One of the Christmas traditions I love most is the lights. What fun it is to drive through the neighborhoods and see how people have used lights to decorate their homes, from the simplicity of white bulbs outlining a house and yard to the intricate, multi-colored scenes that dance to recorded music.
The first decorations we put on our Christmas tree are two or three strings of colored lights, both the blinking and the constant kind. Sometimes, when the pace of the Christmas season gets too hectic, I’ll take time in the early morning to sit alone and silently gaze at the tree lights, enjoying the peace and quiet and color.
Lights are appropriate for celebrating the birth of the Savior, Jesus, who called himself the Light of the world. That probably meant more to people in his day who were dependent on the sun for most of their light. Oil lamps, torches, campfires were far less efficient and tended to be used only for necessities. Nowadays, light is so easily obtained at the flick of a switch that we don’t appreciate it until a storm knocks it out.
Recently, I spent some time thinking about light, observing its uses and functions. Light can be soft and romantic, or over bright and harsh. It can be diffuse, shining everywhere, or it can be confined to one particular spot. Without light, we can’t see. We can’t read, or work, or see the faces of loved ones and friends. Without light, we run into obstacles, stub our toes and stumble over errant toys and shoes. Light guides us on a dark path, and offers protection from those who might seek to harm us.
Light can bring comfort, especially when all around is dark. Have you ever been in total darkness? Try it sometime. Go into a room that is completely dark. Spend a few minutes in darkness, and then light one small match. That one small light dispels our disorientation and comforts us. Similarly, a house light left on for those who are on their way home communicates anticipation of their arrival, and lets them know they are not forgotten. A warm memory from my childhood involves the light from a signpost directing travelers to our camp. That light was visible from the kitchen window of my childhood home. Many cold winter nights, while washing the supper dishes, I’d gaze out that window and see that light shining in the darkness, often illuminating snowflakes falling around it. Even now when I recall that scene, I experience the same peace and comfort as I did long ago.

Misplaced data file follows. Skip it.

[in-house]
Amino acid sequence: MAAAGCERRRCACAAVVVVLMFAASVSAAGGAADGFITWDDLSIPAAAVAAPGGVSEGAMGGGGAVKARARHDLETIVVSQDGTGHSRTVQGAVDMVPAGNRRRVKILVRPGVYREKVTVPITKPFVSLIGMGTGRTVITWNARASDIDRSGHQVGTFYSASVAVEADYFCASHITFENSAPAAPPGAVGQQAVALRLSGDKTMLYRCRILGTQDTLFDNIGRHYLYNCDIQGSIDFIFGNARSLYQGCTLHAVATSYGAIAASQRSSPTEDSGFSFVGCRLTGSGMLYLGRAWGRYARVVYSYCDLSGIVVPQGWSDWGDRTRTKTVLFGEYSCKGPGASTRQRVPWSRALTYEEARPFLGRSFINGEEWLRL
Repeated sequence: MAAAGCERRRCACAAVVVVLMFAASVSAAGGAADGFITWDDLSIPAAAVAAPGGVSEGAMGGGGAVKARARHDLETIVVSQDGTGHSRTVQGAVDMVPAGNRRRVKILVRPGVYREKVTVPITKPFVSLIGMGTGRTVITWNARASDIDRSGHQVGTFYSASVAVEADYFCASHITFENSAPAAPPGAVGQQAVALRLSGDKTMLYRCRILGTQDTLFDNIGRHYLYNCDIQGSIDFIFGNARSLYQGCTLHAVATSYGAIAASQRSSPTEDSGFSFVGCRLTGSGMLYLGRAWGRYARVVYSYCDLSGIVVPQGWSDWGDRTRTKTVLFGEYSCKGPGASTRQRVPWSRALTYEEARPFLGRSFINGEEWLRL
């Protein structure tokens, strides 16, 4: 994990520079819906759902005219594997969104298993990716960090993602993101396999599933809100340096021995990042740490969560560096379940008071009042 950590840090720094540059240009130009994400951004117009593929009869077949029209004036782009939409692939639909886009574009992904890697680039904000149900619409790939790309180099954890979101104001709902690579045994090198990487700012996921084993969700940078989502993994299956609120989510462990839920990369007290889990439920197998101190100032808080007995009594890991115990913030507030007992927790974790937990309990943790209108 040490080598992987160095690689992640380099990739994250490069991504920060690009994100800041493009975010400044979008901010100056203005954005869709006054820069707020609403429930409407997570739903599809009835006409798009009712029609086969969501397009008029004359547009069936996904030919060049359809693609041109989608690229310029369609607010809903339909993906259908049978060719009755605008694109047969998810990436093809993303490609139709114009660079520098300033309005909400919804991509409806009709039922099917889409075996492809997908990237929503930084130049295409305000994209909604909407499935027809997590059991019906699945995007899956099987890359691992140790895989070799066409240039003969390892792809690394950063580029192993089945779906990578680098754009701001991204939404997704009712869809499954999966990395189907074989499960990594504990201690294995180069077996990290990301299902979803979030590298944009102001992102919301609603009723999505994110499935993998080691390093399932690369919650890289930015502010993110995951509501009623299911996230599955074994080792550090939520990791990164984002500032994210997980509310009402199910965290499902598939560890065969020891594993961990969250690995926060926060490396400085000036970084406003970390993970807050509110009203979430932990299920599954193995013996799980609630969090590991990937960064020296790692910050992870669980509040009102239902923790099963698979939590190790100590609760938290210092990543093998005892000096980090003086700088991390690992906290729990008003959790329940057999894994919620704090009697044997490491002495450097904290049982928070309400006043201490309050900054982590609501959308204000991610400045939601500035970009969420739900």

Light is necessary for healthy growth. Without sunlight, we’d starve for lack of food. The sun’s light provides important vitamins and processes that help plants, animals, and human beings grow and develop. It also allows us to see the abundant colors of nature—reds, oranges, yellows, greens, blues and purples. How boring life would be without the myriad variations on these colors, without light!
When I turned to the Bible, I realized light is the first thing God created. (Genesis 1:3) It’s also mentioned in the last chapter of Revelation, declaring that the new Heaven will have no need of lamps or sun because God will be the light and there will be no darkness. (Revelation 22:5)
Is it any wonder then, that Jesus’ birth was announced by angels whose blinding light surely made the shepherds’ campfire laughable? And why wouldn’t the wise men’s journey be guided by the light of a star? He is, after all, the Light of the world. BlueLetterBible.com describes this sort of light as pure and delicate, brilliant in its quality and in its power to understand truth, both the moral and spiritual kind. I like that. Jesus, the light of the world, brings illumination, nourishment, growth, comfort, and beauty to us who sit in darkness.
Have a merry, light-filled Christmas!